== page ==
In New York, Governor Andrew M. Cuomo (D) recently signed a law allowing abortions after 24 weeks if a woman's "life or health" is in danger; Previously, the state allowed such abortions only to save a woman's life. The measure also decriminalized abortion by regulating the procedure according to the health code instead of the criminal code.
New Mexico, which has just elected a Democratic governor, and Rhode Island are considering similar legislation. In Virginia, a measure that would have allowed late abortion to preserve a woman's "mental health," among other changes, was presented to the committee.
The bills are part of a recent increase in legislation aimed at strengthening abortion rights, said Megan Donovan, policy analyst at the Guttmacher Institute. "The states are seeking to protect access to abortion, especially in the event that Roe v. Wade has been overturned and undermined," he said.
When asked about Virginia's measure, Northam said a baby born alive during an abortion attempt "would be resurrected if that's what the mother and family wanted," sparking an uproar that quickly threatened to engulf the children. Democrats in the Capitol.
"This just pours more fuel into the fire," said Mallory Quigley, spokeswoman for Susan B. Anthony's list, which deployed more than 1,000 anti-abortion writers to elect Republicans in 2018 Senate elections. "Absolutely, this is going to be something that we are going to take to the voters."
White House aides recently discussed the advantage of forcing Democratic candidates to express their views on abortions at the end of pregnancy. They noted that Democrats chose not to make abortion a national issue in the congressional elections last year, even when they presented a record number of candidates and aggressively wooed voters.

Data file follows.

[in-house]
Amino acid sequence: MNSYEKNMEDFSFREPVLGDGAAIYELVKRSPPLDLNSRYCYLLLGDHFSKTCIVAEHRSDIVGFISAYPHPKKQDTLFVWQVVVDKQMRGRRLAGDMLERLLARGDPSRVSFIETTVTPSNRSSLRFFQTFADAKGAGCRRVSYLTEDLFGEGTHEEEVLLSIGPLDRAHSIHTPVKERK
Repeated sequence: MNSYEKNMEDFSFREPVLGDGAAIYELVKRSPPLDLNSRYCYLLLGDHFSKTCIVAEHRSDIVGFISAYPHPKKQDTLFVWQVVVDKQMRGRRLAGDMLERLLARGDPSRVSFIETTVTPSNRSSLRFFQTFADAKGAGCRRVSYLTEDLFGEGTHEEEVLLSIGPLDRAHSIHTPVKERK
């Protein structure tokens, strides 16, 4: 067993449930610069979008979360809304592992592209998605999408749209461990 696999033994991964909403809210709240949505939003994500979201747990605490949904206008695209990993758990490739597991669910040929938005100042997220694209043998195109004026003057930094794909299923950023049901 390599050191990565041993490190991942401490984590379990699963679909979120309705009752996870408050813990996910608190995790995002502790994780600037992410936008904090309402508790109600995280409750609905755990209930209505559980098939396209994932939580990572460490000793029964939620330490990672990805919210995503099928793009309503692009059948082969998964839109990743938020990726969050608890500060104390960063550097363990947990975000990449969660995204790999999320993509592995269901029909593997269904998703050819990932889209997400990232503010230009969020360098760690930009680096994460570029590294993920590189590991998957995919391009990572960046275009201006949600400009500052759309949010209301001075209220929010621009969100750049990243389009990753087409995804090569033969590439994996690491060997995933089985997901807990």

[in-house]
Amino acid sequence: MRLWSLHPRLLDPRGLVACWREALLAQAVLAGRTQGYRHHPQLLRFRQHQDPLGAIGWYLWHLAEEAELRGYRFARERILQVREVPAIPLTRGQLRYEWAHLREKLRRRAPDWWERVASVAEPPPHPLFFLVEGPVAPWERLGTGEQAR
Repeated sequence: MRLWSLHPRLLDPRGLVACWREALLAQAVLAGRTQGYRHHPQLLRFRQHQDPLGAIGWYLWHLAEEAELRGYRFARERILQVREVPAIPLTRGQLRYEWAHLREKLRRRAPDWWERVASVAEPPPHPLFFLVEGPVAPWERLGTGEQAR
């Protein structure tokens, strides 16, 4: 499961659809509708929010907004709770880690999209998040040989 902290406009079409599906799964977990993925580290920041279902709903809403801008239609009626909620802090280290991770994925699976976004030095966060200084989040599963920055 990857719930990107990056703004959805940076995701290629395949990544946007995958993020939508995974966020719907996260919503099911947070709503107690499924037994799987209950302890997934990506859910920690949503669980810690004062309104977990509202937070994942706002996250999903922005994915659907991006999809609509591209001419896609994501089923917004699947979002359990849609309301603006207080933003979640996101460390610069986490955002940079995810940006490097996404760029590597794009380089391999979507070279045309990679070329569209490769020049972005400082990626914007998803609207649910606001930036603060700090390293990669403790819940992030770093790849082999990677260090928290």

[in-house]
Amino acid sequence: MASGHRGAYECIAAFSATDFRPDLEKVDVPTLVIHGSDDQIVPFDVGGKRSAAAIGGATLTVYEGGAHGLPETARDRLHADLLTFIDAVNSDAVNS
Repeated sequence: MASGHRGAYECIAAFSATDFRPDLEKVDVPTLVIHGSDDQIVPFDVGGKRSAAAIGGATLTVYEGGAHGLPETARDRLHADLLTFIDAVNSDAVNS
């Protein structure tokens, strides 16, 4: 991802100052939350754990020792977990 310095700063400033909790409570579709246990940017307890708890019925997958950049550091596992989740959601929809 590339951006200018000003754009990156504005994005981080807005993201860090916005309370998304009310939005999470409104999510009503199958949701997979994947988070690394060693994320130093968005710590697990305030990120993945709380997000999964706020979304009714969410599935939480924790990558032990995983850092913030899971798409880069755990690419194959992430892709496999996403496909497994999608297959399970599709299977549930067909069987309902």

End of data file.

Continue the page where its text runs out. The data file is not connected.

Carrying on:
"What makes it qualitatively different is that Democrats exaggerate their participation in late abortion," said Ralph Reed, president of the conservative Faith and Freedom Coalition. "The shake to the left under Trump has highlighted the true extreme position of the Democratic Party, namely abortion until the ninth month of pregnancy, in some cases until the moment of birth."
The activity in the courts is adding to the feeling of turmoil. The Supreme Court must still consider the merits of the Louisiana law, which was passed in 2014 but has never been fully implemented. Certainly, it would close most of the state's abortion clinics by requiring that doctors in those facilities have admission privileges in nearby hospitals.
In addition, the Supreme Court is considering whether to revise a 2016 Indiana law, signed by then-Governor Mike Pence (R) but never implemented, that prohibits women from choosing abortion when the fetus suffers from genetic abnormalities, such as Down's Syndrome. and requires the burial or cremation of the remains of an abortion.
On the other hand, 21 states have asked the court to contribute an Alabama 2016 law that prohibits a procedure known as dilation and evacuation, the main method to end pregnancies in the second trimester in the state.
"That's what the struggle really is: people trying to make it harder and harder for women to have an abortion," said Jennifer Dalven, director of the Reproductive Freedom Project of the American Civil Liberties Union. "It will make abortion illegal and illegal for thousands of women without the Court having ever voted to overtly overturn the Roe v. Wade case."
The Democrats plan to use the threat of legal action to put the Republicans in increasingly blue states on the defensive. Colorado Senator Cory Gardner, who voted for Kavanaugh and describes himself as "pro-life," had trouble with questions about abortion during his 2014 career when Democrats attacked him for having supported efforts to declare to the fetus a person entitled to legal rights: a Position that could completely prohibit abortion.
Gardner responded that her support amounted to a "statement" that signaled her opposition to abortion, and said she wanted to increase access to contraception.
During the debate about Kavanaugh's confirmation, Collins said that she was convinced that she would not nullify Roe v. Wade. Collins spokeswoman Annie Clark said the senator continues to believe that and that the Liberals are misinterpreting their vote last week on the Louisiana law, which, according to her, can not substantially restrict abortion.
What is clear, Clark said, is that "many of the critics of Judge Kavanaugh's dissenting opinion have not even read it."